With joy I announce the translation from French into English and publication of Daniel Bourguet’s recent book On the Banks of the Jordan: Encountering the Mystery of Father, Son and Holy Spirit, The People’s Seminary Press, 2019—now available on Amazon. Daniel Bourguet was Gracie and my professor and continues to be our friend. He has written over 25 books, many of which are becoming spiritual classics. Below you will find a short excerpt from this inspired and timely book, which I highly recommend.
The Divinity of Christ
In my eyes John is a contemplative, which to me means approaching him with great respect. His gospel is the fruit of his contemplation, maturing in his heart over dozens of years. I am only going to discuss here its relation to the divinity of Christ, but this is an immense topic since the whole of the gospel, from beginning to end, revolves around just this theme…
“In the beginning was the Word . . . and the Word was God” (1.1).
“The Word was God”: what for John was the meaning of “Word” (logos) — which I make sure is capitalized along with “God”?
The same phrase is taken up again in v 14, where we read: “The Word became flesh and dwelt among us.” John speaks here not of an idea but a person: “he lived among us.” The following verses go on to give us the name of this person: Jesus Christ (1:17). In short, the Word who is God became the man Jesus.
We discover that for John, the name “Jesus” was the name he received at his birth, his name as a man. Before his birth John refers him to as “the Word,” specifying that “the Word was God.” I believe that John is here clearly stating the divinity of Jesus from before his birth, before he became flesh.
Did Jesus lose his divinity when he was born? Surely not, and the whole of the gospel shows us that his divinity is unseen, hidden in his visible humanity, right up to the point when Thomas was enabled to see it.
It is thought at times that Christianity has deified a man, a man so extraordinary, so magnificently human, so perfect, so holy, so exceptional that we have made a God of
him. The divinity of Christ would therefore be a production of the first Christians, a work of the Church. If this is so, it would mean taking a man for God, making a man into God, and this would be pure blasphemy.
If this is not the case, it might also be thought that it was God himself who made Jesus a God, perfect man that he was and corresponding so completely with God’s desire; thus God crowned him, deifying him to sacralize his merits. This is all just as wrong.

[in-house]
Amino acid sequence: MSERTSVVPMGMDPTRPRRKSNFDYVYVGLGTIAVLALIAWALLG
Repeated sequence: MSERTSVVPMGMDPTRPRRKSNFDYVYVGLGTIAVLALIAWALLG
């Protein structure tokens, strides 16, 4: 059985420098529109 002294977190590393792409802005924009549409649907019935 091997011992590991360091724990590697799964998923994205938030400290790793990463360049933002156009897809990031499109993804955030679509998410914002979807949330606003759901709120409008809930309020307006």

The truth is that it was not a case of a man becoming God but of God becoming man, and this is what John says: “The Word became flesh.” This means that the Word who is God became flesh, which is to say, a man. This is not the exaltation of a man but the abasement of God.
When John writes “the Word was God,” using the imperfect tense in relation to “the beginning” to tell us that the Word was already there “in the beginning,” this is a way of saying that he was already there before the beginning of time, that is, for all eternity. The Fathers had a wonderful way for saying this: “in the beginning without beginning,” a mystery beyond our understanding. The divinity of Christ is like that of the Father, without beginning, from all eternity.
In introducing his gospel with the expression “in the beginning,” John was wanting to return to the opening words of the Bible in Genesis. There is nothing we can say about anything that took place before “the beginning” because the Bible says nothing about it and it is beyond us. This is the absolute mystery of God
The opening of the gospel presents Christ in his divinity with a certain solemnity:
“In the beginning was the Word, and the Word was with God, and the Word was God . . . It was in the beginning with God.”
The purpose here is not to call us to delve into the mystery but to celebrate it in adoration. To John, Christ’s divinity was not a preliminary hypothesis which had to be demonstrated and proven; no, it was an affirmation which there was no point investigating because it was a conviction that lay at the heart of his faith. His gospel simply lays out the nature of this conviction as a celebration of mystery and faith. Moreover, this is just what he says to his readers at the close of the episode with Thomas in a statement we are to receive as the conclusion of the gospel as a whole:
“These things are written that you may believe that Jesus is the Christ, the Son of God, and that in believing you may have life in his name” (20:31). This is a matter of faith and this faith is to be celebrated. (p. 41-43)
You can order On the Banks of the Jordan here.